In a small Central American country, campesinos agitating for land rights, journalists challenging the status quo and attorneys and advocates working for social justice face continual threats or acts of violence and intimidation. Scores have been murdered, driven into exile or “disappeared” in the night. Catholic priests and deacons speaking out in defense of the vulnerable are rewarded with death threats; a Jesuit-sponsored radio station has been threatened with destruction; and a civilian government has proven itself unable—or unwilling—to rein in public and private security forces acting in the shadows for the powerful.
This description is not, sadly, an exercise in historical memory, 25 years after the savagery of the Jesuit murders at the University of Central America in 1989, nor a recollection of the dreary prelude to the full-blown civil war in El Salvador in the late 1970s. This is a brief précis on contemporary Honduras.
The high-profile murders of María José Alvarado, Miss Honduras 2014, and her sister, Sofía, at the hands of the former’s jealous boyfriend in November briefly trained the U.S. media spotlight on the senseless violence that afflicts the country. But even astute news consumers probably did not read of another murder in Honduras that same week. On Nov. 11, Juan Ángel López Miralda, a Colón-based agrarian leader, was gunned down in the street by two men, who escaped on a motorcycle. Mr. López was a leader of the Movimiento Unificado Campesino del Aguán, a fighter for the land rights of campesinos in that troubled region.
Honduras endures the world’s highest rate of homicide, driven by gang and drug-cartel violence. But that awful volume is not the only reason the murders of people like Mr. López typically remain unsolved, even barely investigated. More than 70 human rights lawyers and 30 journalists have died since 2010. According to a report from Human Rights Watch in February, there have been dozens of homicides, abductions and human rights violations related to land ownership disputes in Bajo Aguán, “none of which has led to a conviction” as “prosecutors and police consistently failed to carry out prompt and thorough investigations into these crimes.” These deaths reflect the strong-arm tactics of commercial and landed interests in Honduras, and the impunity with which their enforcers act suggests indifference, even collusion, among security and police forces.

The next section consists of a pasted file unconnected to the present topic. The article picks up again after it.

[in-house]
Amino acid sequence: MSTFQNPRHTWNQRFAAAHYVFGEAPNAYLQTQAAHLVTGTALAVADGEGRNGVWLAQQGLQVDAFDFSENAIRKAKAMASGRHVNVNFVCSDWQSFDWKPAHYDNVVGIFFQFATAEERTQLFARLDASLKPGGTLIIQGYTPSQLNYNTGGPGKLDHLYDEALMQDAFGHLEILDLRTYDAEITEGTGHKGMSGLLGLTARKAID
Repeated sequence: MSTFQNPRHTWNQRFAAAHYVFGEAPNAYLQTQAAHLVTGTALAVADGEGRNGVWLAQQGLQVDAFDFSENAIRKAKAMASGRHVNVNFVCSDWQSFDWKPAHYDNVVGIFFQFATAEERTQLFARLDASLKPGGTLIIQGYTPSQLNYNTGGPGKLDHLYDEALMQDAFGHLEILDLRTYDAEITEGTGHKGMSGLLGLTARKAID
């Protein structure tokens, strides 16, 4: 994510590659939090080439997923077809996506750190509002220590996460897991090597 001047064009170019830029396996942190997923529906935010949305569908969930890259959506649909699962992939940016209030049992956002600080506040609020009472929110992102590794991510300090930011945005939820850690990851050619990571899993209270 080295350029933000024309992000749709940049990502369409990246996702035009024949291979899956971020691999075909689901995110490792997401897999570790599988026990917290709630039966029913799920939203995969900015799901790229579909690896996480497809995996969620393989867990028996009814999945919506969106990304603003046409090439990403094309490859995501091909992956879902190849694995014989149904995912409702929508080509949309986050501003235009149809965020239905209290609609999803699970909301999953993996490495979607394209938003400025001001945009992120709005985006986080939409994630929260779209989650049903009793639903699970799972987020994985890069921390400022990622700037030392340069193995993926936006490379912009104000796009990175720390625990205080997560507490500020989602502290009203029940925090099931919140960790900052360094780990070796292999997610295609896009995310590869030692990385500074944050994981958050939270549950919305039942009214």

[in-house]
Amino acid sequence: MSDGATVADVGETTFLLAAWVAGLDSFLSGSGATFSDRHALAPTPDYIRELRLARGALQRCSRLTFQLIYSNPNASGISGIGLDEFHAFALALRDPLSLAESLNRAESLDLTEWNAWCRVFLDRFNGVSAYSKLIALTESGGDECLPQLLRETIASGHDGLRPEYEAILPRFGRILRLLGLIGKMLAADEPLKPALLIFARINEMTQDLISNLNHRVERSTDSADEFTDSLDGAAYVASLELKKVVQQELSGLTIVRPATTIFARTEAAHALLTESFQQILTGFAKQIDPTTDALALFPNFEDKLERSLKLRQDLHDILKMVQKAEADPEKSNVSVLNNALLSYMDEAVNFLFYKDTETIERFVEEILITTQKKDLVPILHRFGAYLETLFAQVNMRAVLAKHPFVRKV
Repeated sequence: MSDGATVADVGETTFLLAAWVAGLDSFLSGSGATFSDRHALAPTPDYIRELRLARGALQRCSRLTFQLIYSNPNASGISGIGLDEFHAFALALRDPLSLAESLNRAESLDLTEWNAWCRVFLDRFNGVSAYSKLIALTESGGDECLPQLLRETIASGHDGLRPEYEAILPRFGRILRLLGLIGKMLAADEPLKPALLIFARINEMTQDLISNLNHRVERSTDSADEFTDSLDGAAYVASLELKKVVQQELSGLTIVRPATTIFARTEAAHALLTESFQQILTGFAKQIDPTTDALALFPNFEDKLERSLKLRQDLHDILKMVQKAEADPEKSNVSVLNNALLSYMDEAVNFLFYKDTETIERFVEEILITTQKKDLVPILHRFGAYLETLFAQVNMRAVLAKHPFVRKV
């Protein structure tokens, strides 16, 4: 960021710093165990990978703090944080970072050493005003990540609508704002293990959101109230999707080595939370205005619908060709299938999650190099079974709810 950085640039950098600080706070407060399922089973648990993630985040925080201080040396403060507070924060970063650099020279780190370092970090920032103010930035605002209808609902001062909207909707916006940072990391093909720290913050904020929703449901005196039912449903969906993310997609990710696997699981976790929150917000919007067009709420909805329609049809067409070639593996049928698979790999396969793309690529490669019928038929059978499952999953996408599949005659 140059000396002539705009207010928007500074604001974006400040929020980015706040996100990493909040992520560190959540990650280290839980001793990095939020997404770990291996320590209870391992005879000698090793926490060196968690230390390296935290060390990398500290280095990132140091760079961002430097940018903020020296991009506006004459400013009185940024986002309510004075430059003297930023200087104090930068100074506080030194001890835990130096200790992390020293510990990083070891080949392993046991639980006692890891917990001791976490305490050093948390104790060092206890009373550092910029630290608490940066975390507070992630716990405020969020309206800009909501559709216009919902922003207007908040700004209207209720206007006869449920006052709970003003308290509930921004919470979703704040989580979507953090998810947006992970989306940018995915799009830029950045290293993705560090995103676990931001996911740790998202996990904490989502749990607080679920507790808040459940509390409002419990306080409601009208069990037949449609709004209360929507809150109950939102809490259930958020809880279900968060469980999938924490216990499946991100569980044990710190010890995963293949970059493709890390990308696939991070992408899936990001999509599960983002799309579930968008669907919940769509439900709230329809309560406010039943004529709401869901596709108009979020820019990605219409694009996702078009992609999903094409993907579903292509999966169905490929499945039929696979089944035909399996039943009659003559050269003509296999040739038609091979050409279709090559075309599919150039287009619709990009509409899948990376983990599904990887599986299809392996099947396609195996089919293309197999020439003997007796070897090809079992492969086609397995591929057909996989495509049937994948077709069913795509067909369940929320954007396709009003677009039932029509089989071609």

Since the ouster of former President Manuel Zelaya in 2009, Jesuit-sponsored Radio Progreso has been among the voices most critical of the state. The life of its director Ismael Moreno, S.J., has been repeatedly threatened. The murder on April 11 of the station’s marketing director, Carlos Mejia Orellana, remains unsolved, as does the shooting death in 2011 of Nery Jeremias Orellana, a correspondent for Radio Progreso.
Like other Jesuits before him in this troubled region, Father Moreno seems heroically at peace with the danger. Father Moreno spoke in November just outside Washington, D.C., at the annual Ignatian Family Teach-in for Justice, a gathering of 1,600 students from Jesuit schools from across the country. Gunshots in the night are “normal” in Honduras, he told the students, and “that’s probably how I’ll die.” That calm courage is perhaps laudable, even inspiring, but Father Moreno’s resignation cannot be adopted by those of us in the North who have the power to prevent the disintegration of another Central American society.
Aid to Honduras for economic development could create opportunities for young people to have real alternatives to the gangs, the drug cartels or the lonely, perilous sojourn northward. A recent announcement by the Obama administration of new investments in the regional economy is welcome news, but the administration cannot limit itself merely to economic assistance. Just as important in Honduras are social and political development, nurturing a civic society that embraces human rights, just land reform and the authentic development of people so that their full social and civil expression is protected, even welcomed.
Toward that goal, the United States should reassess the social and economic outcomes of the Central American Free Trade Agreement and recalibrate that deal as necessary in order to reduce social inequities and stabilize Honduran society. A U.S. State Department report in 2013 offered a stark depiction of official misconduct and human rights violations in Honduras. The Obama administration should heighten pressure on President Juan Orlando Hernández to end impunity for political violence and acts of intimidation, whether committed by malevolent platoons of “private security” in disputed regions or by members of the Honduran police or military.
Central America has emerged tentatively from the bloody nightmare of its late 20th-century civil conflicts. Surely this is historical territory that we must do our utmost not to revisit.